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Iam doing a DC only backup system with ATMega328 MCU. It supplies full time DC to vaious devices. How can I measure the current usage of each device. The power loss for measurement is thought to be very less. Would you pls suggest a best way? Thanks.

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  • \$\begingroup\$ Approximately what would be the scale of current needed by each device? \$\endgroup\$ – Anindo Ghosh Jan 7 '13 at 8:54
  • \$\begingroup\$ Refering the solution given by Anindo Ghosh, I think it would be easy to use LM324 Quad Op-amp for measuring the voltage from shunts. Got a simple op-amp reference here intro2electro.blogspot.in Thanks to all. mitz \$\endgroup\$ – Mitz Jan 7 '13 at 10:01
  • \$\begingroup\$ @AnindoGhosh (from OP, posted under my answer) Thank you Anindo Ghosh. The power for each device would be from 100 mA - less than 5A. To minimize power loss(heat) while using a shunt, I managed to get a think insulated copper wire but couldn't get its resistance with multimeter. \$\endgroup\$ – Garrett Fogerlie Jan 7 '13 at 10:08
  • \$\begingroup\$ Welcome to EE.SE (Electrical Engineering @ Stack Exchange,) and glad we could help. However you should refrain from posting a comment as an answer. You can add extra information by editing your original question, or by commenting on it. \$\endgroup\$ – Garrett Fogerlie Jan 7 '13 at 10:14
  • \$\begingroup\$ @Mitz: The solution was posted by Garrett Fogerlie not me! :-) Credit where credit is due! \$\endgroup\$ – Anindo Ghosh Jan 7 '13 at 10:21
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Atmel has a development board and app-note that I highly recomend you take a look at: ATmega64HVE2

How can I measure the current usage of each device.

You need to use a current shunt to measure the current. Basically this is just a resistor of a known value (and able to handle the wattage you need,) in series to the load.

Current measurement

You will use the ADC of the ATMega328, to measure the voltage drop across the shunt. The voltage drop is proportional to the current flowing through it; since the shunt is in series with the load, this is the current the load is using. So since you know the resistance of the shunt, and the voltage drop, you can calculate the current using Ohms law, I = V/R.

Current measurement shunt load

The power loss for measurement is thought to be very less.

I'm unsure what you mean here, I assume you don't want the actual 'measurement circuitry' to use much power. To do this you just need to select a shunt that has a very low resistance, since power equals current squared times Resistance (\$ P = I^{2} * R \$).

Make sure you pick a shunt that can handle the power of your load safely!

Ohms Law equation cheat sheet

Edit

Here is a tutorial for Measuring Current with the Arduino that goes over everything fairly well, including using a OpAmp for better step resolution.

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  • \$\begingroup\$ Thank you Anindo Ghosh. The power for each device would be from 100 mA - less than 5A. To minimize power loss(heat) while using a shunt, I managed to get a think insulated copper wire but couldn't get its resistance with multimeter. \$\endgroup\$ – Mitz Jan 7 '13 at 9:34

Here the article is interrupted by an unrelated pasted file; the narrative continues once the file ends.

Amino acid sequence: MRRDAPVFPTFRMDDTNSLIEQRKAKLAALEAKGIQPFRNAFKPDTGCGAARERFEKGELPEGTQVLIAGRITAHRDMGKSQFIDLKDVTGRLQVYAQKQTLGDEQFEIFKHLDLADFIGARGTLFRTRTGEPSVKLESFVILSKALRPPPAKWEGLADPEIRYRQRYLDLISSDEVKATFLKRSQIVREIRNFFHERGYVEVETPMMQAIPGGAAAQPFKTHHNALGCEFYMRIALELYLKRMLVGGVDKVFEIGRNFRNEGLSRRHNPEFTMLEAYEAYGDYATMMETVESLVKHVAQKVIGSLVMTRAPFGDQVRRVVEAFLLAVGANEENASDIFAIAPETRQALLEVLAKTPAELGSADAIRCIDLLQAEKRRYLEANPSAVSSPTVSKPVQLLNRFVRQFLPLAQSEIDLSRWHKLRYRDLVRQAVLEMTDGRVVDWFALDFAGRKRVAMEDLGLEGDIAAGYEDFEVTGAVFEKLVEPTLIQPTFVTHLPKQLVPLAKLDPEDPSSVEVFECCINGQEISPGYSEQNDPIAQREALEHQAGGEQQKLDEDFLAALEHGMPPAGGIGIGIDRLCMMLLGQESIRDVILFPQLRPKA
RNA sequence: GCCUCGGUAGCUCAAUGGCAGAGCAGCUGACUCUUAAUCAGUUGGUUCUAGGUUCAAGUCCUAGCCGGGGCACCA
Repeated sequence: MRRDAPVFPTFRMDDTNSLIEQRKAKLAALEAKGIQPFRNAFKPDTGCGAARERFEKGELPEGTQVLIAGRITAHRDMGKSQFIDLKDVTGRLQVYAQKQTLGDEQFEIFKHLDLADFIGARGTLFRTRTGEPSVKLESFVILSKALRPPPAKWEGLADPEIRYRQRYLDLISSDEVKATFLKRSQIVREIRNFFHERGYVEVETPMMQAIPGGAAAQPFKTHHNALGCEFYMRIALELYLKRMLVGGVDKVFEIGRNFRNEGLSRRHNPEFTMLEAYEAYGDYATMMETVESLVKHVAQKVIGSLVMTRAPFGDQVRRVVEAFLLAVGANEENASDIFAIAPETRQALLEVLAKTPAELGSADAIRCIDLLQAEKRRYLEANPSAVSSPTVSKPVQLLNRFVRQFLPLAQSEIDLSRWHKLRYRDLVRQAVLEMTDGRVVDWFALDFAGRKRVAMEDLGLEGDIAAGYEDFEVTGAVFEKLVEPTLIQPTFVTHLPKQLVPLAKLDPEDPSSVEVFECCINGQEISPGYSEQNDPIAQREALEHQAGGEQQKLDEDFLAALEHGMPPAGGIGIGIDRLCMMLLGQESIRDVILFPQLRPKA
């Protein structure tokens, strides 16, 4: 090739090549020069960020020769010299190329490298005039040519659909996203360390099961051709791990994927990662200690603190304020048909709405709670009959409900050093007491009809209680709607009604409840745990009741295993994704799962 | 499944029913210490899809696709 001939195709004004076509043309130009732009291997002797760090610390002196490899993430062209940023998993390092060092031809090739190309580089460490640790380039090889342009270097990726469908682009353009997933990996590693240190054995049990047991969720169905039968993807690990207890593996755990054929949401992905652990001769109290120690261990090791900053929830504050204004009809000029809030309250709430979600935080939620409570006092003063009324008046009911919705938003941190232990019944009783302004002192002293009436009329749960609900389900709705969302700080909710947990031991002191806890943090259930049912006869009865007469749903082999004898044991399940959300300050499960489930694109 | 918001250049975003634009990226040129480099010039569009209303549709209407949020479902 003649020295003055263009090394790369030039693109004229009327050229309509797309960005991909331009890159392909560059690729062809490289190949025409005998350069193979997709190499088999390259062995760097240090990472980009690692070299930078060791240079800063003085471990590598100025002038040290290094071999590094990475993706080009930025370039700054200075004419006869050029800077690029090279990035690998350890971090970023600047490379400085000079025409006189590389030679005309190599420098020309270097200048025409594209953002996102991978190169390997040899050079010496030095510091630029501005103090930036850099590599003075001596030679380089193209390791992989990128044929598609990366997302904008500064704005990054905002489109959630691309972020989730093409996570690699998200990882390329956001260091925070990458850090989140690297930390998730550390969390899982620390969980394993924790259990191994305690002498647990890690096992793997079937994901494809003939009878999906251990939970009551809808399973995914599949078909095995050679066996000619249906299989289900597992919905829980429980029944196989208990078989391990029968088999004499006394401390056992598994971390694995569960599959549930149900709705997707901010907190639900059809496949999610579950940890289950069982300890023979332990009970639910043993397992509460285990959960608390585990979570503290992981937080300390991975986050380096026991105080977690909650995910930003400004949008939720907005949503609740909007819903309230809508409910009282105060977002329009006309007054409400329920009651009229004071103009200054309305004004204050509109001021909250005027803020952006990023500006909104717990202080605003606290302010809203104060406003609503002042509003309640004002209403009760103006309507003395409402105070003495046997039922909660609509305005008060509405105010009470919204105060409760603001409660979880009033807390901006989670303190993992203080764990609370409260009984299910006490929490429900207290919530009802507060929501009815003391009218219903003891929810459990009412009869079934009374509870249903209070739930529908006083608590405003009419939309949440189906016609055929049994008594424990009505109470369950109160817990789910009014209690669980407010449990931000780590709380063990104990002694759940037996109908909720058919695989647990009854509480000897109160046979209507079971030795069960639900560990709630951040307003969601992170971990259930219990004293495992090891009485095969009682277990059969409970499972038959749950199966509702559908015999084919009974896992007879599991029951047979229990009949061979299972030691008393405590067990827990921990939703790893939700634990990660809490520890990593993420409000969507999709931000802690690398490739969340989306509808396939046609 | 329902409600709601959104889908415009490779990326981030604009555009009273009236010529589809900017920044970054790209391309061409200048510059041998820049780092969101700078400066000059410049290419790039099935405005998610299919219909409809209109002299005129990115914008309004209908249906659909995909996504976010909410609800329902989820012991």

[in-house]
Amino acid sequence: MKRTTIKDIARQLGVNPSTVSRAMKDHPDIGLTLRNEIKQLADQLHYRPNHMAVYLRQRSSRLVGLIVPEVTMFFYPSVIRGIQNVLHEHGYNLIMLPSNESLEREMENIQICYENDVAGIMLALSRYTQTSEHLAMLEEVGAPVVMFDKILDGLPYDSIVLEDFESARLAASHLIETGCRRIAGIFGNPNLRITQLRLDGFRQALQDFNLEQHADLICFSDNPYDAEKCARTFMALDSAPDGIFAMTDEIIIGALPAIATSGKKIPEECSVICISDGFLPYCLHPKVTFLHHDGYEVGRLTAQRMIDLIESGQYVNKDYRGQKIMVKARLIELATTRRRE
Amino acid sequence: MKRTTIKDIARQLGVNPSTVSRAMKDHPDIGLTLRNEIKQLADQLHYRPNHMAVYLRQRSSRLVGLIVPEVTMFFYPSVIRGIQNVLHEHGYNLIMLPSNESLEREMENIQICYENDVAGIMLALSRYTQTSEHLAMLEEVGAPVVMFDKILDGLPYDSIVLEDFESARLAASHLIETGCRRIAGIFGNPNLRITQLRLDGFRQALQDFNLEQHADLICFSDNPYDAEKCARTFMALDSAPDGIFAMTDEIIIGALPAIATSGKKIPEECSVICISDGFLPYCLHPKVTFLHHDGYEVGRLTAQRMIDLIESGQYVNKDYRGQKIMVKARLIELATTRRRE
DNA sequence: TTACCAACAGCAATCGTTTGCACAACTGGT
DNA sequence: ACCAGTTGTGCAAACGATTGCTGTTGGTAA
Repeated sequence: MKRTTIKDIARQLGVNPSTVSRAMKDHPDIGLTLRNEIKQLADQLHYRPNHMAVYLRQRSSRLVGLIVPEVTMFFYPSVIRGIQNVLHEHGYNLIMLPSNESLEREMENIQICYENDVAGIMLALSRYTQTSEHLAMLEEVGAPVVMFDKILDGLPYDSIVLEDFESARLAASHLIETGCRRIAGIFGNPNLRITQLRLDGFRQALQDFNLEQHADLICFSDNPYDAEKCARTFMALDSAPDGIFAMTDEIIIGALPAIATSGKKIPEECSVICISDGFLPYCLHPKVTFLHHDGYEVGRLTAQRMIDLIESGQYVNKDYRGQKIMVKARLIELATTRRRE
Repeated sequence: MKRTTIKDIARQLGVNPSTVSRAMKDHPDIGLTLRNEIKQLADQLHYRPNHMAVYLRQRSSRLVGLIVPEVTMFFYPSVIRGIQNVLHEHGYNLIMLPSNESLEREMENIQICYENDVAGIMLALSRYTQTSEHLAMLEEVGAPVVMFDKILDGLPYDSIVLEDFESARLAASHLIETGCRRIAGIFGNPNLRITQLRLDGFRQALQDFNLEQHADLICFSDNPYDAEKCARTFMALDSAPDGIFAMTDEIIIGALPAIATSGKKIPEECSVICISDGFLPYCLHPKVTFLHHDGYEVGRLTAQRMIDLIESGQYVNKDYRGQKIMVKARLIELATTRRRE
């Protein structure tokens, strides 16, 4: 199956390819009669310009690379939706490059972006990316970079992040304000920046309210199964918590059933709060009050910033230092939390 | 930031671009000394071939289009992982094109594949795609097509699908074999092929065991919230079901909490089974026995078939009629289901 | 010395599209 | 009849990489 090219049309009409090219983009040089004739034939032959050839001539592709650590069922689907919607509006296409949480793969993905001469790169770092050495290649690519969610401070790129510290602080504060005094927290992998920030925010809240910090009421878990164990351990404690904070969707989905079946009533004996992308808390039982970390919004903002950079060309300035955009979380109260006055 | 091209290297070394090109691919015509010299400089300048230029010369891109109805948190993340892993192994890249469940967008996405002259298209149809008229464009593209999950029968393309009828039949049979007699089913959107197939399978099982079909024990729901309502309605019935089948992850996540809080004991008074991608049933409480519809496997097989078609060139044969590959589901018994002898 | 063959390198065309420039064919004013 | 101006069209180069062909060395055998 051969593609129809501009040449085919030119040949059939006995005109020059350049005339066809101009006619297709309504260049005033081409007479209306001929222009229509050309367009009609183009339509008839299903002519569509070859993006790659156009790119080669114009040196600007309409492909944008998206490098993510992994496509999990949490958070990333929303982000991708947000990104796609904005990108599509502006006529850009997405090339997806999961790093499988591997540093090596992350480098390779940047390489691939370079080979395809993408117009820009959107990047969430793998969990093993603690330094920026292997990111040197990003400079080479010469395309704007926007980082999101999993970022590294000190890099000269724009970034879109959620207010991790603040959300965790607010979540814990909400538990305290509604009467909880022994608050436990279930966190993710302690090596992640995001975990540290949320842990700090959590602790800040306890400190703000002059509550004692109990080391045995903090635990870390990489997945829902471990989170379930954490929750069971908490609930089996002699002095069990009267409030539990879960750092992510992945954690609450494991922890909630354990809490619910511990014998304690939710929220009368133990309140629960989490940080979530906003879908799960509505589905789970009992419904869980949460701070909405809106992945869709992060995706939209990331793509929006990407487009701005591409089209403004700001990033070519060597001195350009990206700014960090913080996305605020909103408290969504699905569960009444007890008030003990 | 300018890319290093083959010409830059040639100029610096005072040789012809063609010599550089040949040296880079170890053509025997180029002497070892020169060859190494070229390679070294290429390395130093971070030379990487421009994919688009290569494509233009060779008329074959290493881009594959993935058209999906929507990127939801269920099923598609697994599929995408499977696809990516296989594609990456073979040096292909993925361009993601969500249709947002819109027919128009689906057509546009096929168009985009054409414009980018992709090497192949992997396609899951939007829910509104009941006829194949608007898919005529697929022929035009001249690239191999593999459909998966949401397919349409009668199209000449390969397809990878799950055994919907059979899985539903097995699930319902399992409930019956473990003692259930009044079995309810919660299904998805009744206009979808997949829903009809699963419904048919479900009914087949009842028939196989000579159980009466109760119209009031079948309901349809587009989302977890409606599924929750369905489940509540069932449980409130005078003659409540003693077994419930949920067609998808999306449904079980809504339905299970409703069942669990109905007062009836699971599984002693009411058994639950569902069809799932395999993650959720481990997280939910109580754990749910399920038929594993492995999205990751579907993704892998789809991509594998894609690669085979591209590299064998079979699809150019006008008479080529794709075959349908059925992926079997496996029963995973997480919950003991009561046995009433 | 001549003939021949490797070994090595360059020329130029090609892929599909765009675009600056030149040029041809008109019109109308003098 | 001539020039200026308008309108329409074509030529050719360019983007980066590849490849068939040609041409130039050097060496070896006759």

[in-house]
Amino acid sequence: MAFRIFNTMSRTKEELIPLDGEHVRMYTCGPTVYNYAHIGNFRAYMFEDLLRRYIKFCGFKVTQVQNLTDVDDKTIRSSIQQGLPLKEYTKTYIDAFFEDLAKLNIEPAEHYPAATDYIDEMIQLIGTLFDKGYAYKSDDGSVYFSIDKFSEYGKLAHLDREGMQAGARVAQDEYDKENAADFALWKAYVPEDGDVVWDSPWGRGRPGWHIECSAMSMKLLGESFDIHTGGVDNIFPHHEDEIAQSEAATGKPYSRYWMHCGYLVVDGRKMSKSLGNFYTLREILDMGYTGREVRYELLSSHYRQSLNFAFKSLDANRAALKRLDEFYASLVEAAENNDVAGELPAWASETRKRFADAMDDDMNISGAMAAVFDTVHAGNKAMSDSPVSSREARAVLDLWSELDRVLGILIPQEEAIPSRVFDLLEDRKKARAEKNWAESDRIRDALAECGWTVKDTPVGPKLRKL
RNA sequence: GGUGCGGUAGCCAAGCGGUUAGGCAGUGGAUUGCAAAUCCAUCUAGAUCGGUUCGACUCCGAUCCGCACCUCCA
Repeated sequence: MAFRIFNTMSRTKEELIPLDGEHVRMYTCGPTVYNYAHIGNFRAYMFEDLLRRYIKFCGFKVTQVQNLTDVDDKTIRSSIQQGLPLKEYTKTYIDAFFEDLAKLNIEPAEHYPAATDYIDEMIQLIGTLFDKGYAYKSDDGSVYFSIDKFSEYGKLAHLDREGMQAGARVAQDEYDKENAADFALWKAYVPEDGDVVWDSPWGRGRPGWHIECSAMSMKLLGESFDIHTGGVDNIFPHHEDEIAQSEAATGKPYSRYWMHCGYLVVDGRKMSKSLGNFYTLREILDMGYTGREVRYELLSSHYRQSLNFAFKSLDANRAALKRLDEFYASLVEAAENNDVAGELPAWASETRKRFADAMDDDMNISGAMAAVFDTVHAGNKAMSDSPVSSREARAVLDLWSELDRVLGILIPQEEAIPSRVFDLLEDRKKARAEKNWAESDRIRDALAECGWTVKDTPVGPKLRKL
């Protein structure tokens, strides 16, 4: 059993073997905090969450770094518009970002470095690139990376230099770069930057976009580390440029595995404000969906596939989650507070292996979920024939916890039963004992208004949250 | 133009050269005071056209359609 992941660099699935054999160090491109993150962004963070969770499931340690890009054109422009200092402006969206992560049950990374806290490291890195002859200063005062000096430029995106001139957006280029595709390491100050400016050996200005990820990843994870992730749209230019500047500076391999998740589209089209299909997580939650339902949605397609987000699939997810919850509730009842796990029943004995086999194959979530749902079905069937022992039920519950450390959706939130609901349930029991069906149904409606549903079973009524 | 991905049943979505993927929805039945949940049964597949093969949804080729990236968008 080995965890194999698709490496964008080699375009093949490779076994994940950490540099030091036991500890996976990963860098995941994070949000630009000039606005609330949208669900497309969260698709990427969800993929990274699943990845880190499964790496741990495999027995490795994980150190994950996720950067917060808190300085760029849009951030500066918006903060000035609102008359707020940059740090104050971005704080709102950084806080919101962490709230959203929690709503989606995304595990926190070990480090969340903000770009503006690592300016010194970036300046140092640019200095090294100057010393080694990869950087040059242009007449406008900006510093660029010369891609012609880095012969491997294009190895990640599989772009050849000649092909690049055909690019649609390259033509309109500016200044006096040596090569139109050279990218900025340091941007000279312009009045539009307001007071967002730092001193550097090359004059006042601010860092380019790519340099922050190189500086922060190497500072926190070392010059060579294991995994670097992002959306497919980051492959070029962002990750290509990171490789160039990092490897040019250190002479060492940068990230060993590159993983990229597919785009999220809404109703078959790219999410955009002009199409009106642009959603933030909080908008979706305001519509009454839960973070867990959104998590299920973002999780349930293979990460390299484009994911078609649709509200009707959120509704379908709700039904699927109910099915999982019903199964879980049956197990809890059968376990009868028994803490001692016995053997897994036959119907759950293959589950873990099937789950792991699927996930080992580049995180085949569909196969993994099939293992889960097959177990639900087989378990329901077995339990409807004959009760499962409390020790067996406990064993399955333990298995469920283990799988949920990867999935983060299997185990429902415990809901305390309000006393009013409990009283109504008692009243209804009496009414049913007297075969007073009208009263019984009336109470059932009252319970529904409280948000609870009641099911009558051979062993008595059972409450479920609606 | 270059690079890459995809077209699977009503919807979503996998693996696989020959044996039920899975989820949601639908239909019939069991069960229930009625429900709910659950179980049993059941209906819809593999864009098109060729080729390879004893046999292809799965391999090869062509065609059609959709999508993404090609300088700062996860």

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    \$\begingroup\$ @Mitz - copper wire as a shunt is not a good idea as it won't have an easily measured/calibrated resistance. There are plenty of accurate low-ohm resistors out there in standard ranges. If you do not require great accuracy you can use a very low value which means it won't get very hot even at high current, so you can use a small/cheap component. \$\endgroup\$ – John U Jan 7 '13 at 9:42
  • \$\begingroup\$ +1 for a nice comprehensive updated answer... I wonder why the OP is giving me credit for it :-) \$\endgroup\$ – Anindo Ghosh Jan 7 '13 at 10:22
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While Garrett Fogerlie has provided an excellent solution for the current sensing requirement in the question, an alternative exists for sensing currents in the range specified by the OP, 100 mA to 5 A: The Allegro ACS712 Hall-Effect-Based Linear Current Sensor IC.

This part has an integrated sense conductor with extremely low resistance (1.2 mOhm!), since it works on the Hall Effect rather than voltage developed across a shunt resistor. Heat dissipation / power wastage is thus extremely low.

An added advantage is that the sense path is fully isolated from the output. This allows the part to be used for high-side or low-side current sensing, or even current sensing directly on the power line side of your device, if required.

The ICs are factory trimmed for very high accuracy, an advantage over discrete shunt resistors, and tolerances within the op-amp and other components needed for a discrete solution.

All in all, if your project can bear the component cost, this is a single-IC solution that provides an ADC-ready signal for real-time current measurement.

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  • \$\begingroup\$ Thank you Anindo. I've planned to use more than 5 devices and current sensing using ACS712 would be bit costlier now. I've planned to do auto adjustments in the arduino program using VB. Working on it. \$\endgroup\$ – Mitz Jan 8 '13 at 4:32

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